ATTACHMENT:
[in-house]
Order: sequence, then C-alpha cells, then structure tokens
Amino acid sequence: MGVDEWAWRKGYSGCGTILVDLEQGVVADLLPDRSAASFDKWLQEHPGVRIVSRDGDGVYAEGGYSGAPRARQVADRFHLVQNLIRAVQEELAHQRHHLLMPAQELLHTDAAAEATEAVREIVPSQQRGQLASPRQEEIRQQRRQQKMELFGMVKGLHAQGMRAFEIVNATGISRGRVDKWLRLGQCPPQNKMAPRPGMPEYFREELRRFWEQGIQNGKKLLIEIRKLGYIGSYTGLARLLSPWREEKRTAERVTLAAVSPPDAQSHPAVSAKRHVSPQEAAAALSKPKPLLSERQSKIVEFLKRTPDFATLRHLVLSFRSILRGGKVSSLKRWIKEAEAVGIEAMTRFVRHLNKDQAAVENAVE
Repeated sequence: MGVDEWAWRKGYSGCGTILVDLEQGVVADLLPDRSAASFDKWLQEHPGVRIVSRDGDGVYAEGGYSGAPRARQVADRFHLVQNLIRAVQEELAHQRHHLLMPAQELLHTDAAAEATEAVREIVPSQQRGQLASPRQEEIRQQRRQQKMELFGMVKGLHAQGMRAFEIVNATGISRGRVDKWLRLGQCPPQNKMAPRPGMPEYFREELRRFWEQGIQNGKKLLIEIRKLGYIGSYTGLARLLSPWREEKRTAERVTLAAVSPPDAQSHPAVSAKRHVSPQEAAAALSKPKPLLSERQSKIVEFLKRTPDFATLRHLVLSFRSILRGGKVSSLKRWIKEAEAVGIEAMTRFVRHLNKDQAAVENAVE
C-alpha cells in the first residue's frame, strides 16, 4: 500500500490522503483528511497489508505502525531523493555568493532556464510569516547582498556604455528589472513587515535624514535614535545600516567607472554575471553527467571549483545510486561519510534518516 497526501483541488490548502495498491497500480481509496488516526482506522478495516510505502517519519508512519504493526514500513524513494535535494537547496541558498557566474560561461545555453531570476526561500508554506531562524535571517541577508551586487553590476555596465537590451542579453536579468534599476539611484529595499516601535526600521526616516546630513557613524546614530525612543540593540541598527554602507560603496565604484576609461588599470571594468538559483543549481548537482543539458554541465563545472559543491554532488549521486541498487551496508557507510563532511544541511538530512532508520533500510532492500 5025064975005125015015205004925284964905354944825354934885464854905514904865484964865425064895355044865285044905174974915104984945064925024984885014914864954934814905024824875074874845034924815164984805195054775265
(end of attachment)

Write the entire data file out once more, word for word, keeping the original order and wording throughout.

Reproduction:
[in-house]
Order: sequence, then C-alpha cells, then structure tokens
Amino acid sequence: MGVDEWAWRKGYSGCGTILVDLEQGVVADLLPDRSAASFDKWLQEHPGVRIVSRDGDGVYAEGGYSGAPRARQVADRFHLVQNLIRAVQEELAHQRHHLLMPAQELLHTDAAAEATEAVREIVPSQQRGQLASPRQEEIRQQRRQQKMELFGMVKGLHAQGMRAFEIVNATGISRGRVDKWLRLGQCPPQNKMAPRPGMPEYFREELRRFWEQGIQNGKKLLIEIRKLGYIGSYTGLARLLSPWREEKRTAERVTLAAVSPPDAQSHPAVSAKRHVSPQEAAAALSKPKPLLSERQSKIVEFLKRTPDFATLRHLVLSFRSILRGGKVSSLKRWIKEAEAVGIEAMTRFVRHLNKDQAAVENAVE
Repeated sequence: MGVDEWAWRKGYSGCGTILVDLEQGVVADLLPDRSAASFDKWLQEHPGVRIVSRDGDGVYAEGGYSGAPRARQVADRFHLVQNLIRAVQEELAHQRHHLLMPAQELLHTDAAAEATEAVREIVPSQQRGQLASPRQEEIRQQRRQQKMELFGMVKGLHAQGMRAFEIVNATGISRGRVDKWLRLGQCPPQNKMAPRPGMPEYFREELRRFWEQGIQNGKKLLIEIRKLGYIGSYTGLARLLSPWREEKRTAERVTLAAVSPPDAQSHPAVSAKRHVSPQEAAAALSKPKPLLSERQSKIVEFLKRTPDFATLRHLVLSFRSILRGGKVSSLKRWIKEAEAVGIEAMTRFVRHLNKDQAAVENAVE
C-alpha cells in the first residue's frame, strides 16, 4: 500500500490522503483528511497489508505502525531523493555568493532556464510569516547582498556604455528589472513587515535624514535614535545600516567607472554575471553527467571549483545510486561519510534518516 497526501483541488490548502495498491497500480481509496488516526482506522478495516510505502517519519508512519504493526514500513524513494535535494537547496541558498557566474560561461545555453531570476526561500508554506531562524535571517541577508551586487553590476555596465537590451542579453536579468534599476539611484529595499516601535526600521526616516546630513557613524546614530525612543540593540541598527554602507560603496565604484576609461588599470571594468538559483543549481548537482543539458554541465563545472559543491554532488549521486541498487551496508557507510563532511544541511538530512532508520533500510532492500 5025064975005125015015205004925284964905354944825354934885464854905514904865484964865425064895355044865285044905174974915104984945064925024984885014914864954934814905024824875074874845034924815164984805195054775265